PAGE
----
Bridge Year

This, from my alma mater, is a good idea:

Group to explore creation of ‘bridge year’ program
Princeton President Shirley M. Tilghman has appointed a working group to explore the creation of a “bridge year” program that would allow newly admitted undergraduates to spend a year of public service abroad before beginning their freshman year. The program would enable students to pursue a tuition-free, pre-collegiate enrichment year outside their home country with support from the University.

I finished my high school requirements early and spent a year abroad before college in Liège, Belgium. It was an excellent decision. There would have been practically no benefit to starting college early, and having living abroad without my parents for a year was as important to my university experience as most of what I learned in high school.

I propose that some sort of “bridge year” become something like a default option before higher education. This is much more common outside the United States. Indeed, depending on whom you believe, only seven to twenty-five percent of Americans own passports. My completely unscientific survey of Australians, by contrast, suggests that every last one of them travels abroad as young adults. (I have to admit that this survey is not only unscientific but fatally biased, inasmuch as I’ve only met Australians traveling abroad, not having been there myself).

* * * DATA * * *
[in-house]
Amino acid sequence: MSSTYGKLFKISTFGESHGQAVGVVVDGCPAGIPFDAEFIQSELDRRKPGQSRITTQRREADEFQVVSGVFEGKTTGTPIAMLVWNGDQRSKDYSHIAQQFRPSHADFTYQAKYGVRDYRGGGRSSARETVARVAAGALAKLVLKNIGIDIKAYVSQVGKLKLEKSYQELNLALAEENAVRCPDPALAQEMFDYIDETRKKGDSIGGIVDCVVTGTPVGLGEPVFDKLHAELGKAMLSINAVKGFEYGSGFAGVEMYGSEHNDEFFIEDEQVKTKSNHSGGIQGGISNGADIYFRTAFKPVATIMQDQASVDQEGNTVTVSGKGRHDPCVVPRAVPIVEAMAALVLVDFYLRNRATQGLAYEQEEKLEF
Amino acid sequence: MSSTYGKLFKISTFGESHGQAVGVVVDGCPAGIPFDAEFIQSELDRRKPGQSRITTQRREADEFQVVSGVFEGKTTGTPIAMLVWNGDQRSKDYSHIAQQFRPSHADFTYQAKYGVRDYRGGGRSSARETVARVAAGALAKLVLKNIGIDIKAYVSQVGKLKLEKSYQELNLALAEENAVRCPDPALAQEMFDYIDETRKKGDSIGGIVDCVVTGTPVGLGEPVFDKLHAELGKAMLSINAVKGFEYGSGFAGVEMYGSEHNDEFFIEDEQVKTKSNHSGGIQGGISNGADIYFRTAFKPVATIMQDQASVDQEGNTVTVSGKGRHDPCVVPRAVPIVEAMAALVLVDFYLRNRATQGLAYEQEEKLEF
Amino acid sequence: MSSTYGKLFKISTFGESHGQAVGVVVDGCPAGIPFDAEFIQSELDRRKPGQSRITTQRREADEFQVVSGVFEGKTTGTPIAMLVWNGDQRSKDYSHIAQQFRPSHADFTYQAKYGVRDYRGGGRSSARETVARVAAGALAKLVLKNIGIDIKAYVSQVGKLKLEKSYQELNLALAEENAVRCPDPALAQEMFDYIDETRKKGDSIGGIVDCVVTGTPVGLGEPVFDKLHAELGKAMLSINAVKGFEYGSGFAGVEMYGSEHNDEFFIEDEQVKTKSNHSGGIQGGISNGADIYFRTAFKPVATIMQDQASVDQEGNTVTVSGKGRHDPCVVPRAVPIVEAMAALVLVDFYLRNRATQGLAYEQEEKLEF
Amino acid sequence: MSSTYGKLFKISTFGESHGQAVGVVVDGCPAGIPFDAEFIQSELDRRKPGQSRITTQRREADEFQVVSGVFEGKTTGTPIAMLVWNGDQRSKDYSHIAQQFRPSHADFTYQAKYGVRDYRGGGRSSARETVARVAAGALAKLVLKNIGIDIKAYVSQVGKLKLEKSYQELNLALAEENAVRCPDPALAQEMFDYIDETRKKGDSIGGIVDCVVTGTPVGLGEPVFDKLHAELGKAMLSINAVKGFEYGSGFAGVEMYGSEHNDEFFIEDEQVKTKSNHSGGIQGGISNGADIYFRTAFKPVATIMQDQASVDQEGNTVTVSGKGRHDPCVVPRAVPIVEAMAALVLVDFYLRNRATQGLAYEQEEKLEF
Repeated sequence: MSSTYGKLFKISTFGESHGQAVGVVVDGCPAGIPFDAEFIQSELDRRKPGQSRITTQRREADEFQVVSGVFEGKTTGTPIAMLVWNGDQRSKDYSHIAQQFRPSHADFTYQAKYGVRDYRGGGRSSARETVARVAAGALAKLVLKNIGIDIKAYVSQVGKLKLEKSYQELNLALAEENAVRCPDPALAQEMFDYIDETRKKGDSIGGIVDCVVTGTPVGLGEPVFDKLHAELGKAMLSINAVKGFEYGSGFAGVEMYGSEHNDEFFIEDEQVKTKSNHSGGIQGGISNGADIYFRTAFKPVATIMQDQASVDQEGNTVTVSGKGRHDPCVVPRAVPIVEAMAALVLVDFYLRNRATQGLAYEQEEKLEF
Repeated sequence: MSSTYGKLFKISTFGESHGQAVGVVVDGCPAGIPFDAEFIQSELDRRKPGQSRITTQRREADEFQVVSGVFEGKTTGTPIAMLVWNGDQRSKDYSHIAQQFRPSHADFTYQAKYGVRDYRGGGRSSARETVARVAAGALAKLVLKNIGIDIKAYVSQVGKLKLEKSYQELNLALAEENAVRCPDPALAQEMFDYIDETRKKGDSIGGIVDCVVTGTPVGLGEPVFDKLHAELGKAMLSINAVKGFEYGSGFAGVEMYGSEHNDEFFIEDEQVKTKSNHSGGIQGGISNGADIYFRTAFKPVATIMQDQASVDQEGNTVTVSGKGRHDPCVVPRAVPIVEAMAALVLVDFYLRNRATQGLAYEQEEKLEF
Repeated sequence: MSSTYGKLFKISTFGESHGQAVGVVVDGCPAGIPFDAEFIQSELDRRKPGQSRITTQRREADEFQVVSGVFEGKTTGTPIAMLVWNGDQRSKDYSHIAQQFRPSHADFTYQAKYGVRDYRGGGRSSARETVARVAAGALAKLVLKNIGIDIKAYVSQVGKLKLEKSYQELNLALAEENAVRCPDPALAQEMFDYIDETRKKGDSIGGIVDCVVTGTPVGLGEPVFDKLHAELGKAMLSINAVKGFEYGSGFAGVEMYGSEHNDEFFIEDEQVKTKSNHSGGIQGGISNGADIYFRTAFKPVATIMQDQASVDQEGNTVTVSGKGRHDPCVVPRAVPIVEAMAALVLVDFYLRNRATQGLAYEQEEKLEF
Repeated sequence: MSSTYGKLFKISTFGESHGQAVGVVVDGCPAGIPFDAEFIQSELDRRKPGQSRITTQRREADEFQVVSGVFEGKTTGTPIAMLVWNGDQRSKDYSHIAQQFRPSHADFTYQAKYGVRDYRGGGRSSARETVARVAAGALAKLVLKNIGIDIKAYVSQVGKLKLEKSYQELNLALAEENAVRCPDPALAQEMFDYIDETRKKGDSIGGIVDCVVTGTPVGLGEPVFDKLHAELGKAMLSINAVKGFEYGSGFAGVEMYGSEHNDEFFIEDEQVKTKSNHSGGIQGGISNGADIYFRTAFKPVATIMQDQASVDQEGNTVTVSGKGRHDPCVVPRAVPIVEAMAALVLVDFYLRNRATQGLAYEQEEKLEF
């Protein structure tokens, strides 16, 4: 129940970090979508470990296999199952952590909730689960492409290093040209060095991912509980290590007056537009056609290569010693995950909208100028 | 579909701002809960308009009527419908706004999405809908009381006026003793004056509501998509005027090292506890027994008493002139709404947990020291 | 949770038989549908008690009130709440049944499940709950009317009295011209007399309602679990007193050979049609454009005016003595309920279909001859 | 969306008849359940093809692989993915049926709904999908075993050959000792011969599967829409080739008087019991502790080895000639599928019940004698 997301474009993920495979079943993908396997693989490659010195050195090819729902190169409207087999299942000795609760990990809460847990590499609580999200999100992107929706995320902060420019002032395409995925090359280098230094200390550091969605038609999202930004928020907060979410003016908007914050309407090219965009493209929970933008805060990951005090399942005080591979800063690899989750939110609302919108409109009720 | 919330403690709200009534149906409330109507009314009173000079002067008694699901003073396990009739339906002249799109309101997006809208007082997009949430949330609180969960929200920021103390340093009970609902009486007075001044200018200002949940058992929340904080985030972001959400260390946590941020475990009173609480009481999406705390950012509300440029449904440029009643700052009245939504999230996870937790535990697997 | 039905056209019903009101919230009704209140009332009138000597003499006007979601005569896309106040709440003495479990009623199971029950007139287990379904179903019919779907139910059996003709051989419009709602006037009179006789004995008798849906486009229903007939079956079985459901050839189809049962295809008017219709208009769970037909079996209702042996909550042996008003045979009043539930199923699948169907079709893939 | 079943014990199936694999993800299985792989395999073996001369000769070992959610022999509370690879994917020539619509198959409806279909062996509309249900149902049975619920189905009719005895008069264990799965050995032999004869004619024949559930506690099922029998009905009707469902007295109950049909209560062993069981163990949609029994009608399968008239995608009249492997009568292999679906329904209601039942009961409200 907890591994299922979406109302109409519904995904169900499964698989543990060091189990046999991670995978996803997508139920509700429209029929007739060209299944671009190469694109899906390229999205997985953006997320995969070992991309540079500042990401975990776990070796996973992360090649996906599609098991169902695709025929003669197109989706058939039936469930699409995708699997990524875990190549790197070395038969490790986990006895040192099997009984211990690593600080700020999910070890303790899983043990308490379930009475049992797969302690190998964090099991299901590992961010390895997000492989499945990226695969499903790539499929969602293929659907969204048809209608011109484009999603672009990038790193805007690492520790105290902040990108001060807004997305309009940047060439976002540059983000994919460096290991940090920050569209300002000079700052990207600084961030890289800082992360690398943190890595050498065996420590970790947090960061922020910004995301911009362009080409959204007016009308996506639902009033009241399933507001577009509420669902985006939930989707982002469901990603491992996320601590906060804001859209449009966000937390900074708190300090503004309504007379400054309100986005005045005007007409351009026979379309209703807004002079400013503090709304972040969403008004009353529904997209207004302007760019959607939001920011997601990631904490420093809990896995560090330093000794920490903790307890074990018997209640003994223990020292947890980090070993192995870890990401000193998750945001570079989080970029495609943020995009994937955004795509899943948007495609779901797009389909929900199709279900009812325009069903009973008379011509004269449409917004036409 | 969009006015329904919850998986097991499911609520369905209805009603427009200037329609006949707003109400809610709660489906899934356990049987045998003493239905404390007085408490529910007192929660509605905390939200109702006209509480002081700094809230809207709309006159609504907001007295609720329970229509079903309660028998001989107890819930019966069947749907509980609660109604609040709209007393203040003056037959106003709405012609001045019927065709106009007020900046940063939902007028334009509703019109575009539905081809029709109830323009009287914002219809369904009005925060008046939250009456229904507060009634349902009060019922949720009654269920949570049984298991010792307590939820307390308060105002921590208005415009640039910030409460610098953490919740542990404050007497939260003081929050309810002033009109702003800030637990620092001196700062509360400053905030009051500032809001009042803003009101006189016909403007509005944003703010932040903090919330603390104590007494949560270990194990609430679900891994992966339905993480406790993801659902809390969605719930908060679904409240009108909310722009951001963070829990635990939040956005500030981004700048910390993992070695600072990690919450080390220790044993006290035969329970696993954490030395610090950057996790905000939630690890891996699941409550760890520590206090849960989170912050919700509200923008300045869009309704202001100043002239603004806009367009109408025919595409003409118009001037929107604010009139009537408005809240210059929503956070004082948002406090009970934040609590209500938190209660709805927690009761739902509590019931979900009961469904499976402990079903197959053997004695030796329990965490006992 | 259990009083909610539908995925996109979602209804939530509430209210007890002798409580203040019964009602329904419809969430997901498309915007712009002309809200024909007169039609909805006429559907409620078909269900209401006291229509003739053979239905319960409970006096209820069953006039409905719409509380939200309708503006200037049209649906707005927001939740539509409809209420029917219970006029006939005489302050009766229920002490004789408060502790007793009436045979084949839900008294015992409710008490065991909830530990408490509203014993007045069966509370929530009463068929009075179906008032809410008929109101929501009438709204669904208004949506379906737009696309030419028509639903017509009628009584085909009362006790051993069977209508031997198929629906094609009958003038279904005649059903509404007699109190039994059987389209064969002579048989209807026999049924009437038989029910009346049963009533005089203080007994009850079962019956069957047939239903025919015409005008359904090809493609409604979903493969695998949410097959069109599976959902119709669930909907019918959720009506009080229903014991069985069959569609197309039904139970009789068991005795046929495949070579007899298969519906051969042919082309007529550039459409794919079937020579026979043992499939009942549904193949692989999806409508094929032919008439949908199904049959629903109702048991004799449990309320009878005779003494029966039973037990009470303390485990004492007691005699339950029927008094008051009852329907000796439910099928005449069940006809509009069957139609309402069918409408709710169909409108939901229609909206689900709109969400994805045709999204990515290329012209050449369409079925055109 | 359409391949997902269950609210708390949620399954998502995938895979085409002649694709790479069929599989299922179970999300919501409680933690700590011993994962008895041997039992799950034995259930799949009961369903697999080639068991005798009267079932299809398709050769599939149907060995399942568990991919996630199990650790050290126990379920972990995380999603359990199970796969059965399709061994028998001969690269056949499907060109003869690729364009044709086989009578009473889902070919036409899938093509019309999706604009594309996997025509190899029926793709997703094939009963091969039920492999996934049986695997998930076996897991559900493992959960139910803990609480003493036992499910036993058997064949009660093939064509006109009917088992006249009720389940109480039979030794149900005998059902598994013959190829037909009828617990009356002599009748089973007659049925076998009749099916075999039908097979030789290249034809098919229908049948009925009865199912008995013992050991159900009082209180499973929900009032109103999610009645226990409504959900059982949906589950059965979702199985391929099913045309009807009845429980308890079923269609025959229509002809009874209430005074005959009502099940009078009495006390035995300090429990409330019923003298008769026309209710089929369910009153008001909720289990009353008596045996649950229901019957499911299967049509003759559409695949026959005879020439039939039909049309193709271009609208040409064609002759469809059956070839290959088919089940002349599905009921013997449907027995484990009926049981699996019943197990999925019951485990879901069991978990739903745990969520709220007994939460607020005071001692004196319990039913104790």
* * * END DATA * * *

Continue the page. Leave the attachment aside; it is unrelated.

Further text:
While I’m praising Princeton, this, too, is good news:

Aggressive goals set for sustainability initiatives
Princeton has committed to reduce its carbon dioxide emissions to 1990 levels by 2020 as part of a comprehensive Sustainability Plan that sets ambitious goals in the areas of greenhouse gas emissions reduction, resource conservation, and research, education and civic engagement.

I’ve a big fan of Shirley Tilghman, Princeton’s first non-male non-alum president. She has been working to fix a lot of what was wrong when I was student, despite some stiff resistance from the old guard.

[Tags]Princeton, Bridge Year, Sustainability, Shirley Tilghman[/Tags]

1 comment

  1. Nathan Mar 19

    Absolutely, a great idea. I am glad to see flagship institutions like Princeton spearheading these kinds of programs: other universities will follow. In some way, we need to create a different national sense about human development and education that incorporates travel abroad and service into the life cycle of school, career, family, etc.

    Also– I would make a distinction with Australia. You are right to point to a cultural norm of travel abroad in the early 20s (just before or after uni). However, the reasons for this differ from what is being proposed by Princeton, as I understand it. Aussies can travel easily, thanks to their Commonwealth passport, which guarantees them 2 yrs working visa in Commonwealth countries. Most Aussies I know also get creative and find odd jobs, paying under the table, in other countries in order to string together a worldwide travel. But, usually, this is sightseeing and pleasure, not service. I think the service component would be an important element to add.

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